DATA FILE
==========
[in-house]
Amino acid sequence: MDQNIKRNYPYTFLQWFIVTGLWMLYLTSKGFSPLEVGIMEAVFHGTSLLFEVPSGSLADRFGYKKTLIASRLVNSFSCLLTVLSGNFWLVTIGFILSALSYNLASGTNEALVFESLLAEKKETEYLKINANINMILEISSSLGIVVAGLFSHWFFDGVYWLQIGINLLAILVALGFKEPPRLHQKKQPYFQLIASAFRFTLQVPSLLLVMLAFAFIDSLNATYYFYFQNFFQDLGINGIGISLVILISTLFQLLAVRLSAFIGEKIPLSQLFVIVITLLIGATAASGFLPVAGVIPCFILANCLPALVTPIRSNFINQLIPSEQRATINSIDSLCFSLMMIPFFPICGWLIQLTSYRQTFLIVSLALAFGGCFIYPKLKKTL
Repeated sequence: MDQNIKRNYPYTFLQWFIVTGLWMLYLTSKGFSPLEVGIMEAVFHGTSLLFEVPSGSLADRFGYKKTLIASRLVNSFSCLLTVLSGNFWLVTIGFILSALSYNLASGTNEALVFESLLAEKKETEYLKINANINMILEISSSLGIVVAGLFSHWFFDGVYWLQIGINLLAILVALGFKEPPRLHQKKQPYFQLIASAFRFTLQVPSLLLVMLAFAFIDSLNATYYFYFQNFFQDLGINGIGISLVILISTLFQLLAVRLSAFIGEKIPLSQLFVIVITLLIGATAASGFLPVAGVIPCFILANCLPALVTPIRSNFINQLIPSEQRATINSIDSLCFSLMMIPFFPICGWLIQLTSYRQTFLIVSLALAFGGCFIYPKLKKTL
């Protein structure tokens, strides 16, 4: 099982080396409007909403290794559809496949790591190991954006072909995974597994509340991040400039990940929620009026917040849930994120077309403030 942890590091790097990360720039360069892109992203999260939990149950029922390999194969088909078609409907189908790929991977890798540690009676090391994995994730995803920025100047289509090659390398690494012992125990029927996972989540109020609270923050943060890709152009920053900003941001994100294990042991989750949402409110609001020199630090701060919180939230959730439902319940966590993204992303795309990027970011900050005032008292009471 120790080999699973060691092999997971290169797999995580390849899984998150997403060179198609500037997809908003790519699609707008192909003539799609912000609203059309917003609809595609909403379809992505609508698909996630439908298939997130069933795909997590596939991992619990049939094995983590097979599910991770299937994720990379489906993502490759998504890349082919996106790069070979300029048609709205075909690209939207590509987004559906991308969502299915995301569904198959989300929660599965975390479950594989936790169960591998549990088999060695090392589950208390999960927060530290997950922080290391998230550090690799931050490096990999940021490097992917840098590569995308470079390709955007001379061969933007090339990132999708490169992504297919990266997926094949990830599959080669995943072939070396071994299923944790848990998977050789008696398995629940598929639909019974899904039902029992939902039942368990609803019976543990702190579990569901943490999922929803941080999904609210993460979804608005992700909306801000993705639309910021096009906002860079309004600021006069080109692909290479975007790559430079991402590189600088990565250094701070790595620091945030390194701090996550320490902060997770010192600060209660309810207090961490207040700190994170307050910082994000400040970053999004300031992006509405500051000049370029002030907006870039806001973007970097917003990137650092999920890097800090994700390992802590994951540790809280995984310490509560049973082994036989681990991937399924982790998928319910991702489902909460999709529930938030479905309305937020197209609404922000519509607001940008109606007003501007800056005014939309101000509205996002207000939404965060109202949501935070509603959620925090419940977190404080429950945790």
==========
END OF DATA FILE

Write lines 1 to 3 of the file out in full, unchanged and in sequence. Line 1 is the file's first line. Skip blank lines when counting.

[in-house]
Amino acid sequence: MDQNIKRNYPYTFLQWFIVTGLWMLYLTSKGFSPLEVGIMEAVFHGTSLLFEVPSGSLADRFGYKKTLIASRLVNSFSCLLTVLSGNFWLVTIGFILSALSYNLASGTNEALVFESLLAEKKETEYLKINANINMILEISSSLGIVVAGLFSHWFFDGVYWLQIGINLLAILVALGFKEPPRLHQKKQPYFQLIASAFRFTLQVPSLLLVMLAFAFIDSLNATYYFYFQNFFQDLGINGIGISLVILISTLFQLLAVRLSAFIGEKIPLSQLFVIVITLLIGATAASGFLPVAGVIPCFILANCLPALVTPIRSNFINQLIPSEQRATINSIDSLCFSLMMIPFFPICGWLIQLTSYRQTFLIVSLALAFGGCFIYPKLKKTL
Repeated sequence: MDQNIKRNYPYTFLQWFIVTGLWMLYLTSKGFSPLEVGIMEAVFHGTSLLFEVPSGSLADRFGYKKTLIASRLVNSFSCLLTVLSGNFWLVTIGFILSALSYNLASGTNEALVFESLLAEKKETEYLKINANINMILEISSSLGIVVAGLFSHWFFDGVYWLQIGINLLAILVALGFKEPPRLHQKKQPYFQLIASAFRFTLQVPSLLLVMLAFAFIDSLNATYYFYFQNFFQDLGINGIGISLVILISTLFQLLAVRLSAFIGEKIPLSQLFVIVITLLIGATAASGFLPVAGVIPCFILANCLPALVTPIRSNFINQLIPSEQRATINSIDSLCFSLMMIPFFPICGWLIQLTSYRQTFLIVSLALAFGGCFIYPKLKKTL